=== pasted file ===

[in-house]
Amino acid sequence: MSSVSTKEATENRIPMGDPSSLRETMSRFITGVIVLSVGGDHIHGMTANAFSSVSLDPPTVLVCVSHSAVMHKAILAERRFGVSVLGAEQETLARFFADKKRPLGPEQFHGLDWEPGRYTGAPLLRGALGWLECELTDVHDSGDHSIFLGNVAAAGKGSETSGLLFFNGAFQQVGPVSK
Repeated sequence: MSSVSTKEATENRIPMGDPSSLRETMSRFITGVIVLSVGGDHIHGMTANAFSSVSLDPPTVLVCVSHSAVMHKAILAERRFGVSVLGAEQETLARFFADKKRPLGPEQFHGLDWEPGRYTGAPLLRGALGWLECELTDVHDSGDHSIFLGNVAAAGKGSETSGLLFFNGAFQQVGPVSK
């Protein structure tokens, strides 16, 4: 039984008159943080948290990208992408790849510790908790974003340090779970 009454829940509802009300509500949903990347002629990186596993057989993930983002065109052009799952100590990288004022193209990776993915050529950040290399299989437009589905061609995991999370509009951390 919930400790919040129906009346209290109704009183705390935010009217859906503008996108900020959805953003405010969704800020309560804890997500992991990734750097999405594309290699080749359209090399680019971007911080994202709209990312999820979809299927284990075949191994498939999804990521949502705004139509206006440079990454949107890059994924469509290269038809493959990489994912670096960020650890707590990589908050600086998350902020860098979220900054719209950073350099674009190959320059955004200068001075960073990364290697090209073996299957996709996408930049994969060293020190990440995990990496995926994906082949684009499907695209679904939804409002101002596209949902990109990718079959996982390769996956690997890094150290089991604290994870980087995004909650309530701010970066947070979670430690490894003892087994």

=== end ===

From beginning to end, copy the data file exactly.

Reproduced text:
[in-house]
Amino acid sequence: MSSVSTKEATENRIPMGDPSSLRETMSRFITGVIVLSVGGDHIHGMTANAFSSVSLDPPTVLVCVSHSAVMHKAILAERRFGVSVLGAEQETLARFFADKKRPLGPEQFHGLDWEPGRYTGAPLLRGALGWLECELTDVHDSGDHSIFLGNVAAAGKGSETSGLLFFNGAFQQVGPVSK
Repeated sequence: MSSVSTKEATENRIPMGDPSSLRETMSRFITGVIVLSVGGDHIHGMTANAFSSVSLDPPTVLVCVSHSAVMHKAILAERRFGVSVLGAEQETLARFFADKKRPLGPEQFHGLDWEPGRYTGAPLLRGALGWLECELTDVHDSGDHSIFLGNVAAAGKGSETSGLLFFNGAFQQVGPVSK
């Protein structure tokens, strides 16, 4: 039984008159943080948290990208992408790849510790908790974003340090779970 009454829940509802009300509500949903990347002629990186596993057989993930983002065109052009799952100590990288004022193209990776993915050529950040290399299989437009589905061609995991999370509009951390 919930400790919040129906009346209290109704009183705390935010009217859906503008996108900020959805953003405010969704800020309560804890997500992991990734750097999405594309290699080749359209090399680019971007911080994202709209990312999820979809299927284990075949191994498939999804990521949502705004139509206006440079990454949107890059994924469509290269038809493959990489994912670096960020650890707590990589908050600086998350902020860098979220900054719209950073350099674009190959320059955004200068001075960073990364290697090209073996299957996709996408930049994969060293020190990440995990990496995926994906082949684009499907695209679904939804409002101002596209949902990109990718079959996982390769996956690997890094150290089991604290994870980087995004909650309530701010970066947070979670430690490894003892087994």